Argentine congress considers lowering voting age

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BUENOS AIRES, Argentina (AP) – Debate began in Argentina‘s senate Wednesday on a proposal to lower the voting age from 18 to 16, while another battle heated up over efforts to bring politics into the public schools.

Sen. Anibal Fernandez, who is sponsoring the voting measure, said it’s “stupid” to think 16-year-olds aren’t mature enough to vote. A hundred years ago, Argentina set the voting age at 18, and Fernandez argued to his fellow senators that people have advanced enough since then to lower the age by two years.

Sen. Gerardo Morales, who leads the senate’s largest opposition party, said the Radicals are “clearly in favor of expanding rights” and would support the measure.

Other opposition figures have alleged that giving younger teenagers the vote is an attempt by President Cristina Fernandez de Kirchner to swing the next elections. They point to a recent effort by “La Campora,” a pro-government youth movement, to lead political discussions inside public schools.

Buenos Aires Mayor Mauricio Macri said such partisan politics have no place in public classrooms. Several teachers were disciplined, and Macri’s education minister set up a toll-free line parents can call to report alleged efforts to use public schools to improperly influence young people.

Pro-government lawmakers asked a judge to shut down the number as an attack on the free speech rights of teachers and students, and rock musician Fito Paez stirred the debate by saying in a radio interview that “these people would have been turncoats during the dictatorship; they would have turned people in.”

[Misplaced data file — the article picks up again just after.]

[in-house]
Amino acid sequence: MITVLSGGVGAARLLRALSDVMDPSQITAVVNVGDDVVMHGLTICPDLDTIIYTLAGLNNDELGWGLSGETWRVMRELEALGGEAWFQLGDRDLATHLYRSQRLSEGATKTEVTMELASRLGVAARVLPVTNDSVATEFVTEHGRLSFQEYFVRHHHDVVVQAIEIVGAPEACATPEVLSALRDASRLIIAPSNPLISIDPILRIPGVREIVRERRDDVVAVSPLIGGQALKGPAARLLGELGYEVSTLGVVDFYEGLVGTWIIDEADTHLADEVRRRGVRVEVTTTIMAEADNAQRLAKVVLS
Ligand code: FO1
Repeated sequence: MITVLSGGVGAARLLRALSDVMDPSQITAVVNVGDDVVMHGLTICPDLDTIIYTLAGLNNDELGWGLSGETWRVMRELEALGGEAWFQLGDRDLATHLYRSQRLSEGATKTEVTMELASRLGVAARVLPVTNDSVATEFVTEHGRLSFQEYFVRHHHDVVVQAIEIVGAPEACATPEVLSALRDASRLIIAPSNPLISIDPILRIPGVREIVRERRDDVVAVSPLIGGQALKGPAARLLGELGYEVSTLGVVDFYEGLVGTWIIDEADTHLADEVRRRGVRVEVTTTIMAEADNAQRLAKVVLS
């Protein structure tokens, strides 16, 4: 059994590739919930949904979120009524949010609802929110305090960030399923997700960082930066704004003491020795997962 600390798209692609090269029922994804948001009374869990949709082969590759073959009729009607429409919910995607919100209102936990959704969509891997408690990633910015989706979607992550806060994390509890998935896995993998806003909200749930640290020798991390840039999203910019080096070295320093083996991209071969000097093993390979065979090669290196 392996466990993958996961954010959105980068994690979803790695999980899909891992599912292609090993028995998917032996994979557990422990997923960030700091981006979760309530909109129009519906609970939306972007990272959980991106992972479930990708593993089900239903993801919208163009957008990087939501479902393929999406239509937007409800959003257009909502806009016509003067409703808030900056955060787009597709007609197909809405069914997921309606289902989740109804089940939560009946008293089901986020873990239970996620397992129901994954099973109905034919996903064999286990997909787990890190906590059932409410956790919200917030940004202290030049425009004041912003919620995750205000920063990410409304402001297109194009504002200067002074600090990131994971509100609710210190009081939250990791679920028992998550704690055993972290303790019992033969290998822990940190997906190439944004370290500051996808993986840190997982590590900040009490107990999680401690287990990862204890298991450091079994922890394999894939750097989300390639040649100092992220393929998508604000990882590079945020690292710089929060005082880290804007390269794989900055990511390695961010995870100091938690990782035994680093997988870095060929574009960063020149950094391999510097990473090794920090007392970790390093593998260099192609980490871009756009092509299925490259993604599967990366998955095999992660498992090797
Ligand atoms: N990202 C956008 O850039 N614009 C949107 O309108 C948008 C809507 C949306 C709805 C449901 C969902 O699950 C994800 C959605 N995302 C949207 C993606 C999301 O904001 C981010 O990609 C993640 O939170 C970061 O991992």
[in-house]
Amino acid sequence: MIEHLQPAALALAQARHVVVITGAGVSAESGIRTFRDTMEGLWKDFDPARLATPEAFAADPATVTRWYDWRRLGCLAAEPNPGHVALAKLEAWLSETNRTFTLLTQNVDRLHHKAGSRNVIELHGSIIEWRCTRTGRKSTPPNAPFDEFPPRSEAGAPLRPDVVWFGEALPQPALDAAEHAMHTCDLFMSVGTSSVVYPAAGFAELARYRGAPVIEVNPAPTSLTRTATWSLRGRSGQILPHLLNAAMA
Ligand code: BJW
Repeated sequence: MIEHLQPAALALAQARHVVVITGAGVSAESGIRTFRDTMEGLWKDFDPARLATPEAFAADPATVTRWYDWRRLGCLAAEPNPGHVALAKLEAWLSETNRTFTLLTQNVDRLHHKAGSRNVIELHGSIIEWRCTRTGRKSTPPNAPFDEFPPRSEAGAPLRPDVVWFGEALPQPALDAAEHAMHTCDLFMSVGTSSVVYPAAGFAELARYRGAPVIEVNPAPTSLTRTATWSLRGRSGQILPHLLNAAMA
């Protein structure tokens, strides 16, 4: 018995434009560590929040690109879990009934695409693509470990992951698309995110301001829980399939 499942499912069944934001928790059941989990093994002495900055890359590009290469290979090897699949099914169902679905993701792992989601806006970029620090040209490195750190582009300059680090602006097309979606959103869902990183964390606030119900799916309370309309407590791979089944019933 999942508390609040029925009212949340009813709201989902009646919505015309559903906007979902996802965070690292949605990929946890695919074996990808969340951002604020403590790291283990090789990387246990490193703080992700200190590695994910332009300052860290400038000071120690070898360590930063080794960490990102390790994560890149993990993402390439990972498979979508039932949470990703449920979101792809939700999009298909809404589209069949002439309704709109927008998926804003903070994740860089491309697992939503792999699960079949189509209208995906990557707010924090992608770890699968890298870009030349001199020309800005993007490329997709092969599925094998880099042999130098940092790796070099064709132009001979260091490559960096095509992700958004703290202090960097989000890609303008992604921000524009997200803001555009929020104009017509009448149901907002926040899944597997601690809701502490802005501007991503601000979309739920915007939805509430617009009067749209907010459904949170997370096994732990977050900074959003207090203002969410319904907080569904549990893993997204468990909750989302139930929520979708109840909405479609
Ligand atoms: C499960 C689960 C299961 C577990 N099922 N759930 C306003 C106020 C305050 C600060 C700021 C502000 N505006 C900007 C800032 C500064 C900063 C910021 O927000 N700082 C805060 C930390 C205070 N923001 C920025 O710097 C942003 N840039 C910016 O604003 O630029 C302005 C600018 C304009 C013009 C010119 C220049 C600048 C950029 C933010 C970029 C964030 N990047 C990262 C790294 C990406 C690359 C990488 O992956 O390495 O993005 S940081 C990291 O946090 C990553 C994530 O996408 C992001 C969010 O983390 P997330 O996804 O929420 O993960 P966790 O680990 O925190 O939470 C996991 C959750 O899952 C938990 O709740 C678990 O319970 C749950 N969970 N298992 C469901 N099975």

Paez’s pro-Kirchner sympathies are well-known: He generated weeks of headlines when he said “half of Buenos Aires makes me sick” after Macri won election.

Still, in a country whose 1976-1983 dictatorship killed as many as 30,000 suspected “subversives,” his reference to the era’s turncoats touched a nerve. Daniel Lipovetzky, a city lawmaker with Macri’s PRO party, gave Paez until day’s end Wednesday to retract his words or face a libel suit.

Both sides have appealed to free speech rights in the battle for the youth vote, but neither side has been immune to excesses.

Government opponents cite the case of a 16-year-old in provincial Cordoba who was disciplined by his school last month after writing “this is disgusting” in a visitors’ book during a class field trip to an exhibit honoring Evita Peron. The iconic first lady’s populist legacy is celebrated by the current president, but many still blame the late wife of Gen. Juan Domingo Peron for fundamental problems in Argentina.

The teenager spoke out Tuesday after his parents complained and the provincial education minister removed the disciplinary warnings from his file.  “They shouldn’t punish me just for having a different opinion. I didn’t kill anybody or anything,” Walter Dominguez told reporters in Cordoba.

As pro-government senators argued Wednesday for giving young people like Dominguez the right to vote,  opposition congressmen were presenting their report summarizing an investigation into the parents’ complaints in Buenos Aires, saying classrooms must be kept free of political ideologies.

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